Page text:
The storm descended upon us with drenching rain and sleet. Safe and warm inside our vehicles as we made the commute from Fresno into Yosemite National Park, we marveled at the intensity of the precipitation, anxiously curious what the higher elevations would hold in store for us. For several days, news reports of a bomb cyclone off the coast of California had gone national. The drought that had engulfed the west coast of the US for the last three years was about to be broken wide open. And, we had front-row seats.
I’ve run photo tours in Yosemite since the fall of 2018, and during those three years, autumn conditions have always been very dry. Every fall, the roaring Yosemite Falls vanishes from existence, leaving only lichen-hewn rock where the mighty falls had been surging a few months prior. The sky would turn to a hazy blue, devoid of clouds or atmosphere. For photographers during the dry years, the lightest wisp of cloud was enough to excite, anything to reflect the light of the sun on the horizon. But, with the coming of 2021’s bomb cyclone, our greatest landscape dreams would crystallize into reality, even if just for a couple of days.
This year’s Backcountry Journeys’ Yosemite Fall Colors workshop was unique in that it was a group of eight men who filled the ranks of our clients. And the trip is led by myself and my colleague Alex Hansen, also men, our week would be all testosterone all the time.
By the second or third day, the trip began to feel like a men’s retreat, one of those events where guys head out into the woods to get back in touch with their sacred masculine, to ground themselves again and bond with their fellow men. It was a feeling I quite enjoyed, and it provided some amazing moments of honesty and camaraderie amongst the guests and the guides.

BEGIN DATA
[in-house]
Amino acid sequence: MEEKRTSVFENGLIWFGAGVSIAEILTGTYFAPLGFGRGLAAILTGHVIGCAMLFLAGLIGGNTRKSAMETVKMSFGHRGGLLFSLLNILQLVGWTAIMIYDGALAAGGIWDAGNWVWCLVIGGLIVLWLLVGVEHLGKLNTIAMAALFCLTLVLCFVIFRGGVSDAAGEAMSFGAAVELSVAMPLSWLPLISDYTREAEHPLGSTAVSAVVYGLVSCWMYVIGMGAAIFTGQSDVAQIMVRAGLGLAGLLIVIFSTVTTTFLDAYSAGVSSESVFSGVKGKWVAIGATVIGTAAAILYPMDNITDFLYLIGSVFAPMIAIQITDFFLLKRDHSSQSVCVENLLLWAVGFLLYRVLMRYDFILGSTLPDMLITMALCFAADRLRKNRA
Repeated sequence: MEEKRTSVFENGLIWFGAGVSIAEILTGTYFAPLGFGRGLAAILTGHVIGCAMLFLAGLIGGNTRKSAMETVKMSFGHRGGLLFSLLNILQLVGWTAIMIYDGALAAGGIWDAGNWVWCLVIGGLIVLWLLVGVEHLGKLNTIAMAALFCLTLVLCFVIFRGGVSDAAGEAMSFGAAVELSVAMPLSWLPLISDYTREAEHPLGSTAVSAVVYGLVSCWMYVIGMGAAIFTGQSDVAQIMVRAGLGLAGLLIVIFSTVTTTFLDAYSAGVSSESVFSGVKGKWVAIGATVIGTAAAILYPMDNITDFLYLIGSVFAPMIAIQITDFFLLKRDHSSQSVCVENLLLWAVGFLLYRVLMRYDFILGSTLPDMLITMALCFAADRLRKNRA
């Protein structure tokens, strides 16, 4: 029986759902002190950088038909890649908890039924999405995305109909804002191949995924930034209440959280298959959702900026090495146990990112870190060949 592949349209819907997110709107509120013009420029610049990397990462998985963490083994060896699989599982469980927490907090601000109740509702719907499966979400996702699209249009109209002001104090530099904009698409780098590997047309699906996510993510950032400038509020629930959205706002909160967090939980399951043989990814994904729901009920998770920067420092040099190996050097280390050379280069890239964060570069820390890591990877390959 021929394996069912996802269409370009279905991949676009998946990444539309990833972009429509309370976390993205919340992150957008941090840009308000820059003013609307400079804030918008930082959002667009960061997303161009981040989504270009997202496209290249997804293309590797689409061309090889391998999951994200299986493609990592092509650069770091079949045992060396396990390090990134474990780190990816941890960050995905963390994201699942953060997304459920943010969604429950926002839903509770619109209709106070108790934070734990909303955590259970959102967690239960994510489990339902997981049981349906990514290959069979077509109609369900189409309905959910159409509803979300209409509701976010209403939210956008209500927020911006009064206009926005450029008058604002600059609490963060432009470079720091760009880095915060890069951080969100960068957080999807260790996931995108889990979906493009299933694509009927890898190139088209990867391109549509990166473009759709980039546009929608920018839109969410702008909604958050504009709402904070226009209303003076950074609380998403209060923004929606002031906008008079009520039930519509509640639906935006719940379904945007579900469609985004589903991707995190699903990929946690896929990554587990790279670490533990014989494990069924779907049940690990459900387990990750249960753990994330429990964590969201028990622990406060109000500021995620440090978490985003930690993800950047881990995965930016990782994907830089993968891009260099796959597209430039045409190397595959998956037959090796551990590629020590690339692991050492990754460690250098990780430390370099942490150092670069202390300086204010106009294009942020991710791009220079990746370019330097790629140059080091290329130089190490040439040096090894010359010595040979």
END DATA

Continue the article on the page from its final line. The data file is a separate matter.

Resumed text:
But, before we get too touchy-feely, let’s talk about the weather some more. Because that bomb cyclone created a spectacle in Yosemite I’d never seen before, and one that even the locals could hardly believe. By the time we entered the park at the south entrance, the rain had turned to snow and was accumulating. We crossed the park’s southern reaches, following the winding route 41 towards Yosemite Valley watching the ground turn white and the road disappear under the fresh snowfall. It was beautiful to behold.
Once past the highest reaches of the highway, where the road begins to descend into the valley, the highway became clear and travel much quicker. We did a quick stop at the always awe-inspiring Tunnel View to find a whiteout, the famous peaks of Yosemite Valley completely obscured by thick clouds. We continued down into the valley to find the tranquil Merced River in full flood. Water surged and jumped the banks, creating rapids and flooded meadows.
We spent the morning there on the valley floor, fighting the rain and cold, searching out compositions that made use of the fall color and surging water. But, it was a struggle, especially with the park’s famed granite peaks locked in the clouds. We wrapped shooting for the morning and headed to lunch knowing that the weather was on the verge of breaking, creating the conditions that I had long dreamt of seeing.
By mid-afternoon, the sun began to find its way to the valley. The marvelous peaks of El Capitan, Cathedral Rock, and Sentinel Rock emerged from their cloudy shrouds coated in fresh white snow. The storm was breaking, and it was absolutely stunning.